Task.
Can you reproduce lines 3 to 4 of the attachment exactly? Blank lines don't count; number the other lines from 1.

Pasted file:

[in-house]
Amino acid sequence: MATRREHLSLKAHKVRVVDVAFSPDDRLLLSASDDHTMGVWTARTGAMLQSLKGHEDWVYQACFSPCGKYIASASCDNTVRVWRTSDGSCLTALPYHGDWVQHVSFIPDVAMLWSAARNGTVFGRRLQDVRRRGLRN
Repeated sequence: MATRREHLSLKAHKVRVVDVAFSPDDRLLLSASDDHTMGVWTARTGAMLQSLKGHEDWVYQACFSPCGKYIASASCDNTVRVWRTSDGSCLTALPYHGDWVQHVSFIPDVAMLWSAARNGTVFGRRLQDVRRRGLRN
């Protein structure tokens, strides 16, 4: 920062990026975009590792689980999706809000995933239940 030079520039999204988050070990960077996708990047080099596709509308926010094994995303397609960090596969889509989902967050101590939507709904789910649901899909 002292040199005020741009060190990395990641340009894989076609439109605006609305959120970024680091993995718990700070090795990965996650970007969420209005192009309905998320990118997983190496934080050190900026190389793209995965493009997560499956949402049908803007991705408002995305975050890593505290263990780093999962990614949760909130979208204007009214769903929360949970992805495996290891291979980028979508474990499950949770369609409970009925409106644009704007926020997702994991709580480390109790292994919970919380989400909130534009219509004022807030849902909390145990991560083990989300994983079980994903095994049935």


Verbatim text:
Repeated sequence: MATRREHLSLKAHKVRVVDVAFSPDDRLLLSASDDHTMGVWTARTGAMLQSLKGHEDWVYQACFSPCGKYIASASCDNTVRVWRTSDGSCLTALPYHGDWVQHVSFIPDVAMLWSAARNGTVFGRRLQDVRRRGLRN
């Protein structure tokens, strides 16, 4: 920062990026975009590792689980999706809000995933239940 030079520039999204988050070990960077996708990047080099596709509308926010094994995303397609960090596969889509989902967050101590939507709904789910649901899909 002292040199005020741009060190990395990641340009894989076609439109605006609305959120970024680091993995718990700070090795990965996650970007969420209005192009309905998320990118997983190496934080050190900026190389793209995965493009997560499956949402049908803007991705408002995305975050890593505290263990780093999962990614949760909130979208204007009214769903929360949970992805495996290891291979980028979508474990499950949770369609409970009925409106644009704007926020997702994991709580480390109790292994919970919380989400909130534009219509004022807030849902909390145990991560083990989300994983079980994903095994049935």